Jimmie Johnson intrigued with racing IndyCar, sports cars in the future

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After his “mind-blowing” experience driving a Formula One car, Jimmie Johnson said he would be interested in competing in IndyCar and sports car races when he’s done driving NASCAR.

Johnson’s contract with Hendrick Motorsports expires after the 2020 season and he could try other forms of racing then.

“I’ve been approached many times for the Indy 500,” Johnson said Monday after driving a Formula One car as part of a ride swap with Fernando Alonso. “I’m not overly excited about those fast ovals, but I think with my status and relationships, I could put together some road course races in IndyCar.

“I’d look at anything. I’ve done sports car racing in the past. I’ve finished second in the Rolex 24. Would love to get back to doing that. Anything is open. I’m far from done. I want to keep driving and hopefully I can find some good opportunities.”

The 43-year-old Johnson knows age will slow him at some point but he says not yet. 

“Certainly age is a number and at some point it will start to fade on you, but I think most drivers deeper in their career, the workload that goes with it is what they don’t enjoy,” Johnson said. “For whatever reason, I like to work. From training and suffering, the longer the ride, the longer the run, the better I perform. I just really enjoy working. I don’t subscribe to that you get to a certain age and you can’t do it. I think you get to a certain age and it’s hard to stay motivated to put in the time and I don’t feel like I’m there yet.”

Three of the top four drivers in points in IndyCar last year were age 37 or older, led by 38-year-old series champion Scott Dixon. Tony Kanaan, who turns 44 on Dec. 31, will return to A.J. Foyt Racing for his 21st season of open-wheel racing in the U.S.

Johnson’s focus Monday was on driving a 2013 Formula One car around Bahrain International Circuit. Alonso drove one of Johnson’s Cup cars.

“The sensation of speed, clearly the speed is so high,” the seven-time Cup champion said. “The simulator was a really nice experience, great visual aid but to have the wind moving by and your sensation of speed and G-forces, it takes a little while to kind of absorb that and have the newness of that go away and focus on what you’re doing. I felt like every time I went out, my surroundings went slower and it was easier to piece together my braking points.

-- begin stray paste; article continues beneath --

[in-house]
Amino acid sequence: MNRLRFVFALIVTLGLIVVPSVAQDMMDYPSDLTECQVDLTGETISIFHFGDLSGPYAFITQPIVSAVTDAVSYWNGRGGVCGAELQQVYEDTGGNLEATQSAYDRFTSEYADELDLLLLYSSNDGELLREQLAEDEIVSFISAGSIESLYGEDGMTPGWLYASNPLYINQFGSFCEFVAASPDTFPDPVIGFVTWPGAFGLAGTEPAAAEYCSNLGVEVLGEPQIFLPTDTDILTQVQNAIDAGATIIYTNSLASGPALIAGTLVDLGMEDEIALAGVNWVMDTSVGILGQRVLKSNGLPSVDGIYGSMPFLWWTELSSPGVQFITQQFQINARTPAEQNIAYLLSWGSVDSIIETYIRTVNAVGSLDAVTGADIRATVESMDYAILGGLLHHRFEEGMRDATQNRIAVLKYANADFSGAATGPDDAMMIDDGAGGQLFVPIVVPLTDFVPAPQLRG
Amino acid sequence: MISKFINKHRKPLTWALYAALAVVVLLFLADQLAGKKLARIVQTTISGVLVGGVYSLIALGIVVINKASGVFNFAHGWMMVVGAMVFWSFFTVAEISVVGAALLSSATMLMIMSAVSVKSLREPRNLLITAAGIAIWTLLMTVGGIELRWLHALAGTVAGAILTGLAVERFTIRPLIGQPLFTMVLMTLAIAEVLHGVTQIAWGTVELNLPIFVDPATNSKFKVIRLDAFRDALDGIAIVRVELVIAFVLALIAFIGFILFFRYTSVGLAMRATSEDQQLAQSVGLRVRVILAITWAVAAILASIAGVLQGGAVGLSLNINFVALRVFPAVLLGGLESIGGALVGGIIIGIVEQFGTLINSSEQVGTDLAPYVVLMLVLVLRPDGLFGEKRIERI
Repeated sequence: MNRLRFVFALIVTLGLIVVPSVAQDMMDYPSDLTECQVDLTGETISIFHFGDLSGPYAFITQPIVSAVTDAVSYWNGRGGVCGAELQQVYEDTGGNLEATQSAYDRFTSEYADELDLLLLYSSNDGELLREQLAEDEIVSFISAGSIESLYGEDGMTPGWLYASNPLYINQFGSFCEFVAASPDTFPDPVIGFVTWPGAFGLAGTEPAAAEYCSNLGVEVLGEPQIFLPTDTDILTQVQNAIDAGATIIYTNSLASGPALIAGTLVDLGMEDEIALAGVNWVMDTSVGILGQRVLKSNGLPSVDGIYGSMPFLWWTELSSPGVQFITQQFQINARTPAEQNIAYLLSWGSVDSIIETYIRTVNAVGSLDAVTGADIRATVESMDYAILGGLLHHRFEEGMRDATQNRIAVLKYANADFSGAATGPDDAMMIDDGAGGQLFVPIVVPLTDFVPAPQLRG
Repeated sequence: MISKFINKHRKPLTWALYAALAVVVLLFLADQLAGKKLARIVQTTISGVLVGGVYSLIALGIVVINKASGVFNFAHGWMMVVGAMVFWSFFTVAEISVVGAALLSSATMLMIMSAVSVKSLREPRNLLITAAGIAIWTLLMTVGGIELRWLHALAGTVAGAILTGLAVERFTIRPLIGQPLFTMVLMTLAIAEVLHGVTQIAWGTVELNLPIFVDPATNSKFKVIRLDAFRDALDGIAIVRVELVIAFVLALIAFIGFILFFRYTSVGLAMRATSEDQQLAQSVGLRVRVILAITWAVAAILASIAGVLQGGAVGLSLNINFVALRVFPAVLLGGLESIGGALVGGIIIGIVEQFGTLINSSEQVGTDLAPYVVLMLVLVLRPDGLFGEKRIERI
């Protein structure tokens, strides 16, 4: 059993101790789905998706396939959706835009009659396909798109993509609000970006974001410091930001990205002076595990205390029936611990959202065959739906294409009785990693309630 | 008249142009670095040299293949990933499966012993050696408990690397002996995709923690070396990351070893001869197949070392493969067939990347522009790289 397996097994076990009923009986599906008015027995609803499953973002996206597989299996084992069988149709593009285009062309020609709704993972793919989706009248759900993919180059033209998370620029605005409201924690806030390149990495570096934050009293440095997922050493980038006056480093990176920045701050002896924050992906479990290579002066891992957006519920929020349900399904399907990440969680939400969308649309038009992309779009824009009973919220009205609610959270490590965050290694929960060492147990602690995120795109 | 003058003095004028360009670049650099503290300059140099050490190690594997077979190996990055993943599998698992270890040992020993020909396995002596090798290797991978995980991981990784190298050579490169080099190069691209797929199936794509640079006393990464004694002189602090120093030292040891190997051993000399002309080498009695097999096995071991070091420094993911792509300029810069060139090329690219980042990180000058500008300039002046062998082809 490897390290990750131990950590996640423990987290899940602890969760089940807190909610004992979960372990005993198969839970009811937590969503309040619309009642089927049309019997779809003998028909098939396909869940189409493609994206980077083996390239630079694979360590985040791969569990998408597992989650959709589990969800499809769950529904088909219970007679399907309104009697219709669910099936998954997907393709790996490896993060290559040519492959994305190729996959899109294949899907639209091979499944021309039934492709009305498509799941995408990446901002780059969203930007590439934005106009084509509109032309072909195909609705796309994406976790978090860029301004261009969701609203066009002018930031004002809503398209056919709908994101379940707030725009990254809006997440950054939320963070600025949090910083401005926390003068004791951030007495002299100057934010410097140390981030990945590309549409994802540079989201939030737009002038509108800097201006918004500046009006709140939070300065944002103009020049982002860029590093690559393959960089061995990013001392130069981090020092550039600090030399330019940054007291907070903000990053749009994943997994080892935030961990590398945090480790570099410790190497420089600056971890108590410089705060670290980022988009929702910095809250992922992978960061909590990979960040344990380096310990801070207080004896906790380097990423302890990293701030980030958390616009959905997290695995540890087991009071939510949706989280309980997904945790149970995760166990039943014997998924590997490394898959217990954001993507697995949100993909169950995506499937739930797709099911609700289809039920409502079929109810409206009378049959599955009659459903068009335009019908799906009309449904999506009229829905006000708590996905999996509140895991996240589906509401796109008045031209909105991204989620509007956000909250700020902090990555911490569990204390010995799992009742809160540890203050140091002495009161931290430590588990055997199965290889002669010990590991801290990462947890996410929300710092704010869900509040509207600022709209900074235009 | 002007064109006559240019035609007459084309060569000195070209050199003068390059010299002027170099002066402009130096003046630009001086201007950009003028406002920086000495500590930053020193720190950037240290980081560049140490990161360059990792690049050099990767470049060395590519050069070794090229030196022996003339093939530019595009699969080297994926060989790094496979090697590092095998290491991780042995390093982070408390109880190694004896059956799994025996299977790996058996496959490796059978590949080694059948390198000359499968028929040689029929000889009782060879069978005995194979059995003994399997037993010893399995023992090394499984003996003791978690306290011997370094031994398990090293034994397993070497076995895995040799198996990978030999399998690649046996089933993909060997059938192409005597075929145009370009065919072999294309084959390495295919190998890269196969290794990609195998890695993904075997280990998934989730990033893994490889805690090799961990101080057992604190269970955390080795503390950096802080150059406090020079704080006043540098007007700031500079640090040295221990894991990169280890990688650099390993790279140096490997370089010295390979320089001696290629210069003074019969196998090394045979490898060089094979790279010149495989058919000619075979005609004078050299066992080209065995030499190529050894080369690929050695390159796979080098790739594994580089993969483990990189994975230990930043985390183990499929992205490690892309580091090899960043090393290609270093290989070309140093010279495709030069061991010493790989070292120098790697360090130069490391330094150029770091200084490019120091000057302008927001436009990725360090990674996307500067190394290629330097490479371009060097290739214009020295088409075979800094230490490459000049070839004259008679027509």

“Literally my first outing, my helmet was trying to leave my head, and I was staring at the microphone because my helmet was so high. I got my helmet under control and it was really my eyes trying to find their way far enough ahead and far enough around the turns. At the end, I really quit focusing on the braking markers themselves and was able to look at the apex (of the turns) and had an idea of when to hit the brakes and was able to put together some good laps. It was fun.”

Johnson said the experience could help him when NASCAR races on its road course events.

“Just the philosophy of how the use the car under brakes will be really good for me in the road course racing we will do,” he said. “I will start trying to get more out of the car on the straight line and then get off the brakes … and roll the car through the apex.”

Johnson admits “at the end of the day I got a way better swap experience than (Alonso) did. If we could come for a day or two, get our gearing dialed in, do some suspension changes, the proper tire, the (stock car) could have been quite a bit faster. I rode in a car with him at Abu Dhabi on hot laps and then again today and he should be a dirt racer. He loves to be sideways and smoking the tires.”

Johnson said he encouraged Alonso to drive a stock car on a NASCAR track to get the true experience of the car.

“When you can put them on a banked track, they really have the chance to shine,” Johnson said. “Dover, Bristol, even some of the banked mile-and-a-halves, really impressive. We’ll put a little pressure on him to do it. The way he likes to drive things I don’t see why he would say no.”

Johnson was asked if Alonso would do well on NASCAR’s road courses.

“Oh yeah,” Johnson said. “When you look at Juan (Pablo Montoya), when Juan was able to jump in a Cup car, he was fantastic on those tracks. In talking to Dario (Franchitti), in talking to Juan and Danica (Patrick), they don’t drive a car often with oversteer, so I assume that would be something (Alonso) wouldn’t like, but every time I looked he was dead sideways. Maybe he’s the perfect open-wheel driver to go to a stock car.”

Alonso said his focus for the first part of 2019 will be on the select races he will do, including the Indianapolis 500.

Asked if he could imagine what it would be like to drive a stock car at Daytona International Speedway with 39 other cars, Alonso said: “I told Jimmie before, it’s hard to imagine for me now after the feelings I had today with the very low grip and a lot of problems with traction how this car would feel on oval racing because they are no more traction demanding. That I think is a very different way to drive the car.”

Will Alonso jump in a stock car again?

“For now, it’s OK,” he said. “I have now a couple of weeks off but then immediately at the beginning of the year I will be very busy. I don’t want to put any extra tests or thoughts because I really need to charge the battery.”

Daytona road course trophy: Handle with care